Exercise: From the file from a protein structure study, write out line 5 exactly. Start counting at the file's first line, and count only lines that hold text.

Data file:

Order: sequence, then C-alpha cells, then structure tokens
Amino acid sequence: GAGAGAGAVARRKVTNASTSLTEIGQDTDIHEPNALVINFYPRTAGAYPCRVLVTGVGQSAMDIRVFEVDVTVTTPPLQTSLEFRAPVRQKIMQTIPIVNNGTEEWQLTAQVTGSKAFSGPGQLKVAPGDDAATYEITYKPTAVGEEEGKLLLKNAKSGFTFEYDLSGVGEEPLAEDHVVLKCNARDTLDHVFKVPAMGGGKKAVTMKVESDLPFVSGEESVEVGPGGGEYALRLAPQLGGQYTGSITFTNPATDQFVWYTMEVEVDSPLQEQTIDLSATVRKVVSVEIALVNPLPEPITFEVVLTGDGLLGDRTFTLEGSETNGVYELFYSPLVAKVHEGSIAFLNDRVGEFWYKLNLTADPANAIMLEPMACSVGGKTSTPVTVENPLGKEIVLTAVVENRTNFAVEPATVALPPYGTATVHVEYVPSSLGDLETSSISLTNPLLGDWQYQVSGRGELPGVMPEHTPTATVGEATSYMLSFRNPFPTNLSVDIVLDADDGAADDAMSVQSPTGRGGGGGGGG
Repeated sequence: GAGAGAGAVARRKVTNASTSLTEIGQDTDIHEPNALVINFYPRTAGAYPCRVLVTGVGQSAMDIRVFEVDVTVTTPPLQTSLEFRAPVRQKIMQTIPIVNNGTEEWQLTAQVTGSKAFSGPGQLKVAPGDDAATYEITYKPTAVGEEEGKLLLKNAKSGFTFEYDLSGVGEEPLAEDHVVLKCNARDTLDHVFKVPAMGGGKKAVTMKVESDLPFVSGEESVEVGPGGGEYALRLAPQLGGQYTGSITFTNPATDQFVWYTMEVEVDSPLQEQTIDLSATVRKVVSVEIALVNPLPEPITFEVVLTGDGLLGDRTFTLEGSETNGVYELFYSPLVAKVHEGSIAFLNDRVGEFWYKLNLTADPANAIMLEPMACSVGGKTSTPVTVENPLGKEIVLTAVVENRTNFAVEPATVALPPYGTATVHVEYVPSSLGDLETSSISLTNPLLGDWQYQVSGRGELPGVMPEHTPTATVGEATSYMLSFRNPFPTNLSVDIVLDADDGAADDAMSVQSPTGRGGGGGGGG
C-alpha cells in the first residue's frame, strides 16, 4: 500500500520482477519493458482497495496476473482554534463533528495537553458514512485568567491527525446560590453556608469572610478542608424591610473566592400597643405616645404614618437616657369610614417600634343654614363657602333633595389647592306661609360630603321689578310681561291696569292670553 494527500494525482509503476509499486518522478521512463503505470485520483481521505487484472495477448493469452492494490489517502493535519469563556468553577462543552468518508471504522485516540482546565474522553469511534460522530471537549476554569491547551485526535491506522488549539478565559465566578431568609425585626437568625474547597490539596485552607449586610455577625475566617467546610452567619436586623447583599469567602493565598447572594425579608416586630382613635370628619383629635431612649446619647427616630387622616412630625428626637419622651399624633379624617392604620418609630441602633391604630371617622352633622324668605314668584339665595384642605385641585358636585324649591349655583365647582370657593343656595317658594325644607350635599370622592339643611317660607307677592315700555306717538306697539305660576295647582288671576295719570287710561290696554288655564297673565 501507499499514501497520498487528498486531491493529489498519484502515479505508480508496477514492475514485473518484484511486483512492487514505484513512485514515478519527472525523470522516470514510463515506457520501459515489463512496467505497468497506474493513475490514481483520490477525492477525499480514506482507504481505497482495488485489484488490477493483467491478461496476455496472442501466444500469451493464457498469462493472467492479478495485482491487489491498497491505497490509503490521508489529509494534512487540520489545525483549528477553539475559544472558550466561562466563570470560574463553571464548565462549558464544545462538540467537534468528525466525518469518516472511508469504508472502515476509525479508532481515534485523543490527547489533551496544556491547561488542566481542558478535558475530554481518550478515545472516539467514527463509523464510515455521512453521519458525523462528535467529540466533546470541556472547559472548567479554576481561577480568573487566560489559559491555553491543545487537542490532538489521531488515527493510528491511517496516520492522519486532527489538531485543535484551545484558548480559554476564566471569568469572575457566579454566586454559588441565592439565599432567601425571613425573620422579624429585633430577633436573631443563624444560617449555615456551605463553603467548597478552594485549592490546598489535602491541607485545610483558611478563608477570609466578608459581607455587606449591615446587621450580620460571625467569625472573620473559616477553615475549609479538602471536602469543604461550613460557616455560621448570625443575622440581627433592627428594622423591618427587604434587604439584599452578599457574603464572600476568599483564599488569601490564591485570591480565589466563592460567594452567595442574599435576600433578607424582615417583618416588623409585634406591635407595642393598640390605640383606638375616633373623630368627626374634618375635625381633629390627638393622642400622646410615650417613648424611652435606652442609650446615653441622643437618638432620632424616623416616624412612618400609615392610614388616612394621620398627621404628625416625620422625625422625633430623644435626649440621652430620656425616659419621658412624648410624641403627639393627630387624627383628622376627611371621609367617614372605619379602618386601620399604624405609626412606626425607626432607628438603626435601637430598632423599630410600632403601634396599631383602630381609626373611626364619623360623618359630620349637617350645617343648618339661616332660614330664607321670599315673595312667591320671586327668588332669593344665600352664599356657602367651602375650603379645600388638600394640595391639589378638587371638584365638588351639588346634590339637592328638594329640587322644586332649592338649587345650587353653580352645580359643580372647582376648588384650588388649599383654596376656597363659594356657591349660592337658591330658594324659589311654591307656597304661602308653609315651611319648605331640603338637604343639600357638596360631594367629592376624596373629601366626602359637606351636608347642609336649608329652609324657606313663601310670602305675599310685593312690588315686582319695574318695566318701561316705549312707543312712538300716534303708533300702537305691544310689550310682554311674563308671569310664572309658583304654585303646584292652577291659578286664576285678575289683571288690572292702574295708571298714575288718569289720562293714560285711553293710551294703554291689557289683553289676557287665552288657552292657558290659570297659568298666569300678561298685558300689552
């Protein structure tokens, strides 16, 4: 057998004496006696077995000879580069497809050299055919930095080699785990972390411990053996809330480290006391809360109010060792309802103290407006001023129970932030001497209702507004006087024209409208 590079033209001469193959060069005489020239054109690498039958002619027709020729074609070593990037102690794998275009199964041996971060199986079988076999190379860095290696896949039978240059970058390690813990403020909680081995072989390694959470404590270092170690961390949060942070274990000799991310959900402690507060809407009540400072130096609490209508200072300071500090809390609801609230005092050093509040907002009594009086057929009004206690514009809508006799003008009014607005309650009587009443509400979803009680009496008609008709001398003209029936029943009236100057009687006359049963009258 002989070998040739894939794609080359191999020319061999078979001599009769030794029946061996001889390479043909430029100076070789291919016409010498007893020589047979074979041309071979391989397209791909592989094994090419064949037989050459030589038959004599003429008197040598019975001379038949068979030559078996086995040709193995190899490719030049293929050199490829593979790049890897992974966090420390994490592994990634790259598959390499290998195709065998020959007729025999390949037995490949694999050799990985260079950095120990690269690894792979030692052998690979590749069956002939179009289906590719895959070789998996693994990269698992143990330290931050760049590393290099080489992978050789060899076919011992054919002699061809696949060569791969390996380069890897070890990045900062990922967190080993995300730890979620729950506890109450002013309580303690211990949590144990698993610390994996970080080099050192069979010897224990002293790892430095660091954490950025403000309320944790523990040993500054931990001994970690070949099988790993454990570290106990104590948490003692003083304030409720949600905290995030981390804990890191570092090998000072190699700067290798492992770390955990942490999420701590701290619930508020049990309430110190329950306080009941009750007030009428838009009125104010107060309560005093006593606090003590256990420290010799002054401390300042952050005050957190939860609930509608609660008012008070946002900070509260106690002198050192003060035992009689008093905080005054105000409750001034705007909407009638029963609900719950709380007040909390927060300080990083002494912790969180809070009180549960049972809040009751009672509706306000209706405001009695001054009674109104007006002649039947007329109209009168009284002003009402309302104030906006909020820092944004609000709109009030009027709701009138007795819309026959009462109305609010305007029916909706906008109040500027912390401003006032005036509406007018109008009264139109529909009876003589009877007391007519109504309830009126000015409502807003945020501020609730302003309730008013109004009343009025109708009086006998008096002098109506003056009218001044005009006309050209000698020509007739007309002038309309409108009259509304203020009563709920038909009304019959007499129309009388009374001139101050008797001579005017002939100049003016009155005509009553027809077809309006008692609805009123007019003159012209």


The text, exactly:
């Protein structure tokens, strides 16, 4: 057998004496006696077995000879580069497809050299055919930095080699785990972390411990053996809330480290006391809360109010060792309802103290407006001023129970932030001497209702507004006087024209409208 590079033209001469193959060069005489020239054109690498039958002619027709020729074609070593990037102690794998275009199964041996971060199986079988076999190379860095290696896949039978240059970058390690813990403020909680081995072989390694959470404590270092170690961390949060942070274990000799991310959900402690507060809407009540400072130096609490209508200072300071500090809390609801609230005092050093509040907002009594009086057929009004206690514009809508006799003008009014607005309650009587009443509400979803009680009496008609008709001398003209029936029943009236100057009687006359049963009258 002989070998040739894939794609080359191999020319061999078979001599009769030794029946061996001889390479043909430029100076070789291919016409010498007893020589047979074979041309071979391989397209791909592989094994090419064949037989050459030589038959004599003429008197040598019975001379038949068979030559078996086995040709193995190899490719030049293929050199490829593979790049890897992974966090420390994490592994990634790259598959390499290998195709065998020959007729025999390949037995490949694999050799990985260079950095120990690269690894792979030692052998690979590749069956002939179009289906590719895959070789998996693994990269698992143990330290931050760049590393290099080489992978050789060899076919011992054919002699061809696949060569791969390996380069890897070890990045900062990922967190080993995300730890979620729950506890109450002013309580303690211990949590144990698993610390994996970080080099050192069979010897224990002293790892430095660091954490950025403000309320944790523990040993500054931990001994970690070949099988790993454990570290106990104590948490003692003083304030409720949600905290995030981390804990890191570092090998000072190699700067290798492992770390955990942490999420701590701290619930508020049990309430110190329950306080009941009750007030009428838009009125104010107060309560005093006593606090003590256990420290010799002054401390300042952050005050957190939860609930509608609660008012008070946002900070509260106690002198050192003060035992009689008093905080005054105000409750001034705007909407009638029963609900719950709380007040909390927060300080990083002494912790969180809070009180549960049972809040009751009672509706306000209706405001009695001054009674109104007006002649039947007329109209009168009284002003009402309302104030906006909020820092944004609000709109009030009027709701009138007795819309026959009462109305609010305007029916909706906008109040500027912390401003006032005036509406007018109008009264139109529909009876003589009877007391007519109504309830009126000015409502807003945020501020609730302003309730008013109004009343009025109708009086006998008096002098109506003056009218001044005009006309050209000698020509007739007309002038309309409108009259509304203020009563709920038909009304019959007499129309009388009374001139101050008797001579005017002939100049003016009155005509009553027809077809309006008692609805009123007019003159012209």